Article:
Wanting to emulate his grandfather Ray, a Washington fruit farmer, Milne tried to “get into scotch.” He hated the taste, however, and developed a love for bourbon instead. He and his roommates bought different kinds, holding taste tests in their house. Milne, ever ambitious, wasn’t satisfied with sampling other people’s creations—and started distilling whiskey illegally in his garage. “At first it was extremely bad,” he says. “Like beyond bad. But then I started visiting craft distilleries and asking questions, and it started to get a little better. At parties, we’d take out the stuff I’d made, and people would actually like it.”

By 2012, Milne was engaged to his college friend-turned-lover, Lindsay Zahradka. They were thinking about starting a family, and also about leaving New York. When Hurricane Sandy hit, they drove to Portland, Maine, to visit his fiancée’s brother. At dinner one night, they sat by the window; outside, snow fell under the glow of a street lamp. They looked at each other and instantly decided this was where they’d start their new lives.

In Maine, his partner could continue her career as a lawyer, which she loved—but Milne was eager to leave finance. “I had become a one-dimensional person; whether I was at work or not, my mind was always there,” he remembers. So after returning home, Milne brainstormed what he could do for work. “I was sitting there, Googling major employers and industries,” he says. “I got up and poured myself another glass of gin. And then I looked over at the still.”

Over the next two and a half years, Milne maintained a full-time job while planning his distillery on the side. He made budgets, courted investors, talked to other distillers—and in a “brutal trial and error process,” perfected his gin recipe. His mission? To get people to “think about gin differently.” To do that, he couldn’t create a juniper-forward spirit, like the majority of gins on the shelf. “I had to find a new flavor profile to be our frontman,” he says. “Juniper was going to be the bass player.” He made batch after batch after batch, experimenting with ingredients and quantities. The winning combination: fresh rosemary and mint in the lead, backed by orris root (from the iris flower), coriander and Tuscan juniper.

“I have a shelf in my distillery with the hundreds of test batches we made over the years,” says Milne. “Some are good but not perfect, and some are terrible.” His now-wife was often the initial tester, and Milne admits: “My wife had to try some pretty lousy gin to get here.” Yet even once he’d found his recipe, Milne hadn’t fully committed. The pair had great jobs in New York, causing them to constantly second-guess their plan. “We had a really good thing going,” says Milne. “But comfort can be bad, right? It can kind of lull you to sleep.”

So Milne searched for a “ripcord” to pull, saying: “You don’t know whether it’s going to work—and the prospect of failure looms extremely large—but at some point you just have to say ‘Cannonball, I’m going in.’” For Milne, the custom still was going to be his largest investment; his ripcord, his cannonball. So in the spring of 2015, several months after the doorman incident, he ordered it. Then they moved to Maine. “At that point,” he says, “we were on the hook.”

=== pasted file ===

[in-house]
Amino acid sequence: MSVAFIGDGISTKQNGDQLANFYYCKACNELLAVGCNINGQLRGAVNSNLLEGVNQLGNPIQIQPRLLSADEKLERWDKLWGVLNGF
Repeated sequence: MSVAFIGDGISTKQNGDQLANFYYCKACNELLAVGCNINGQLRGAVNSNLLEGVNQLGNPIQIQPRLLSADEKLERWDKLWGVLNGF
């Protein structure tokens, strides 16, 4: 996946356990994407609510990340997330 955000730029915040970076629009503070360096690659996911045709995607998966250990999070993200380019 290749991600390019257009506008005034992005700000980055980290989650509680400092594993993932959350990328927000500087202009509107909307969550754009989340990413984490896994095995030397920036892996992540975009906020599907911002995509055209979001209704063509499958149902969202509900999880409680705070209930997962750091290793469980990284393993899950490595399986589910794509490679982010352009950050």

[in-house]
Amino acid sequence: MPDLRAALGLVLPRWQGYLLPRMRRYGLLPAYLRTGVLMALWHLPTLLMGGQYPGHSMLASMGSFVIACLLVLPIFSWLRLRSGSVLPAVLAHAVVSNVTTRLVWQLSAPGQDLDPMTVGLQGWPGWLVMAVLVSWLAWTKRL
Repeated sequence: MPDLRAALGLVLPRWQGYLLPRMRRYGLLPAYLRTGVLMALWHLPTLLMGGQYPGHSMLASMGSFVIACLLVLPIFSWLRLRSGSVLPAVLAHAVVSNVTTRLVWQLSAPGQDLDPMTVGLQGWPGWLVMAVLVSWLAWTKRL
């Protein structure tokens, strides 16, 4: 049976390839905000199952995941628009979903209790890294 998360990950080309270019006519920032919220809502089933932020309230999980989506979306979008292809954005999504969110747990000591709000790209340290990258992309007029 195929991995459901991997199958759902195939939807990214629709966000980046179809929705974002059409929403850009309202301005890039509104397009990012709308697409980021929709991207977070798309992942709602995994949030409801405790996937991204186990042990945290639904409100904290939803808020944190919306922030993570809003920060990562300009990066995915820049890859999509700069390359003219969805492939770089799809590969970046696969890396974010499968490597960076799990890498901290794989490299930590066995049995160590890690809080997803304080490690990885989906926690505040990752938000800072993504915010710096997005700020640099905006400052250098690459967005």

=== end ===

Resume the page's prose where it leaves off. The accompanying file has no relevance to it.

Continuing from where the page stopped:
In October 2016, Hardshore Distilling Company opened its doors. The following year, USA Today readers named it the best craft gin distillery in the country. While Milne says “the impulse to tinker, to conform, is always intense,” winning that award convinced him to keep doing it the Hardshore way. “We convert so many non-gin enthusiasts because we’ve taken such a different approach,” he says. “We’re really trying to show people this category has breadth and latitude.”
Hardshore does everything itself, including making its own neutral spirit with wheat from Milne’s family farm. “If we put it into a bottle, we could easily call it vodka,” notes Milne. “But I think that’s a huge waste of gin.” By controlling its neutral base, Hardshore can end the fermentation process early, leaving some sugar unconverted to alcohol. This softens the flavor, and adds thickness and weight—which, according to Milne, “allows the botanical to unfurl a little more slowly on your tongue, as opposed to dropping like a bomb.” When drinking Hardshore’s gin, he calls its texture “half the experience.”

Although the distillery is also aging bourbon, it won’t hit shelves until it meets Milne’s exacting standards. Which might be never. “There’s a very decent chance we never put out a bourbon,” he says. “When we put forward a product, we don’t want to be good from a craft perspective; we want to be the best from a category perspective.”

Hardshore’s Original Gin is now available in 12 eastern states and California, and the company is on track to triple its sales from last year. When asked about his success, Milne is humble, yet invigorated, saying: “I started this journey because I wanted to make the best negroni I could—and I ended up building a distillery.”

“Be careful what your hobbies are,” he adds. “You never know when they’re going to become your life’s work.” (Playboy)